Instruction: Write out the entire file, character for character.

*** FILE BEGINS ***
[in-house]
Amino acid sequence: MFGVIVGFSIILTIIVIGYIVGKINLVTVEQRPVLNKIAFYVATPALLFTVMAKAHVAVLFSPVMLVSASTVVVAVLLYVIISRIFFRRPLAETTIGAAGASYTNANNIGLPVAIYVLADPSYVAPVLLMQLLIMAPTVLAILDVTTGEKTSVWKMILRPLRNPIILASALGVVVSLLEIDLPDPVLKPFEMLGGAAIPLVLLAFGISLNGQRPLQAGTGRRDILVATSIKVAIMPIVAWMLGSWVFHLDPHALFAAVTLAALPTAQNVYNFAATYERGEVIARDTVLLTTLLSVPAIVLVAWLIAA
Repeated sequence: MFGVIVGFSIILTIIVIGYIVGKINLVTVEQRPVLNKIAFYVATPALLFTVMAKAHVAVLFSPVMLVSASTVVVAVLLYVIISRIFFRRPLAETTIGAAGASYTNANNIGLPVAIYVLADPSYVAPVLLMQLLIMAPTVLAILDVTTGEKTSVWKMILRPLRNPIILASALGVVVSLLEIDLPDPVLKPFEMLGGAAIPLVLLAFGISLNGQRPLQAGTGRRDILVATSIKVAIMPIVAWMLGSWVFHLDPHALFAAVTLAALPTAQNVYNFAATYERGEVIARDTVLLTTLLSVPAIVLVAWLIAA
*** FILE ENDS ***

[in-house]
Amino acid sequence: MFGVIVGFSIILTIIVIGYIVGKINLVTVEQRPVLNKIAFYVATPALLFTVMAKAHVAVLFSPVMLVSASTVVVAVLLYVIISRIFFRRPLAETTIGAAGASYTNANNIGLPVAIYVLADPSYVAPVLLMQLLIMAPTVLAILDVTTGEKTSVWKMILRPLRNPIILASALGVVVSLLEIDLPDPVLKPFEMLGGAAIPLVLLAFGISLNGQRPLQAGTGRRDILVATSIKVAIMPIVAWMLGSWVFHLDPHALFAAVTLAALPTAQNVYNFAATYERGEVIARDTVLLTTLLSVPAIVLVAWLIAA
Repeated sequence: MFGVIVGFSIILTIIVIGYIVGKINLVTVEQRPVLNKIAFYVATPALLFTVMAKAHVAVLFSPVMLVSASTVVVAVLLYVIISRIFFRRPLAETTIGAAGASYTNANNIGLPVAIYVLADPSYVAPVLLMQLLIMAPTVLAILDVTTGEKTSVWKMILRPLRNPIILASALGVVVSLLEIDLPDPVLKPFEMLGGAAIPLVLLAFGISLNGQRPLQAGTGRRDILVATSIKVAIMPIVAWMLGSWVFHLDPHALFAAVTLAALPTAQNVYNFAATYERGEVIARDTVLLTTLLSVPAIVLVAWLIAA